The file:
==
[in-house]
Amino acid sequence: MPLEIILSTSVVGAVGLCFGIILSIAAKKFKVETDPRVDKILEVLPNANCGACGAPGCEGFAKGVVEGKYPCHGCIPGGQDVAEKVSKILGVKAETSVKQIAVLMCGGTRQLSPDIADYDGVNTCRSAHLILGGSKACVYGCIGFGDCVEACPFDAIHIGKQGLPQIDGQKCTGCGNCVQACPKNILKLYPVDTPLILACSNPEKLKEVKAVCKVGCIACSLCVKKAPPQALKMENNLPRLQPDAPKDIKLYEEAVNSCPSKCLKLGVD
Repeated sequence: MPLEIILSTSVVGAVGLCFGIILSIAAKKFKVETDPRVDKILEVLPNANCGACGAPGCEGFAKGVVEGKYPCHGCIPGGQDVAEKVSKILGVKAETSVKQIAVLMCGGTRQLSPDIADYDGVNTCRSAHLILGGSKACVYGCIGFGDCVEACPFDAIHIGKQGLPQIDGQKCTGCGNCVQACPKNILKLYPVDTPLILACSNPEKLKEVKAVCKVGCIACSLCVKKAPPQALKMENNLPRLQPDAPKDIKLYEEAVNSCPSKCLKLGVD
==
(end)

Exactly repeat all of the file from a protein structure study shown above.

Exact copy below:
[in-house]
Amino acid sequence: MPLEIILSTSVVGAVGLCFGIILSIAAKKFKVETDPRVDKILEVLPNANCGACGAPGCEGFAKGVVEGKYPCHGCIPGGQDVAEKVSKILGVKAETSVKQIAVLMCGGTRQLSPDIADYDGVNTCRSAHLILGGSKACVYGCIGFGDCVEACPFDAIHIGKQGLPQIDGQKCTGCGNCVQACPKNILKLYPVDTPLILACSNPEKLKEVKAVCKVGCIACSLCVKKAPPQALKMENNLPRLQPDAPKDIKLYEEAVNSCPSKCLKLGVD
Repeated sequence: MPLEIILSTSVVGAVGLCFGIILSIAAKKFKVETDPRVDKILEVLPNANCGACGAPGCEGFAKGVVEGKYPCHGCIPGGQDVAEKVSKILGVKAETSVKQIAVLMCGGTRQLSPDIADYDGVNTCRSAHLILGGSKACVYGCIGFGDCVEACPFDAIHIGKQGLPQIDGQKCTGCGNCVQACPKNILKLYPVDTPLILACSNPEKLKEVKAVCKVGCIACSLCVKKAPPQALKMENNLPRLQPDAPKDIKLYEEAVNSCPSKCLKLGVD